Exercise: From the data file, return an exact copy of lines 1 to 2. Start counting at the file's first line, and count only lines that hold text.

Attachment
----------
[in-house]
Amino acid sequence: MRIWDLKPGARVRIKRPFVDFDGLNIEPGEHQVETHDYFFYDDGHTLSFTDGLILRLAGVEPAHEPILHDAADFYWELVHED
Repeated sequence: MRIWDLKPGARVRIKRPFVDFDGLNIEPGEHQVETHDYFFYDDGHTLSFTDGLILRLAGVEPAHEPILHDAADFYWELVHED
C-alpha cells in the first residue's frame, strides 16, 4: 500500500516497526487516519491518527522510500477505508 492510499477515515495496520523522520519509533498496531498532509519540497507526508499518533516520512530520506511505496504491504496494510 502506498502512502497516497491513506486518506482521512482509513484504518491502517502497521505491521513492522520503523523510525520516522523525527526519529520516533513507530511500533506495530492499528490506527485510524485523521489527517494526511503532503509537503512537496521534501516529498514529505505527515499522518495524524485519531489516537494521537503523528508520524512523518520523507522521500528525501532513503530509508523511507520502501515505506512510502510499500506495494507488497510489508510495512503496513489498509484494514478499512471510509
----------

[in-house]
Amino acid sequence: MRIWDLKPGARVRIKRPFVDFDGLNIEPGEHQVETHDYFFYDDGHTLSFTDGLILRLAGVEPAHEPILHDAADFYWELVHED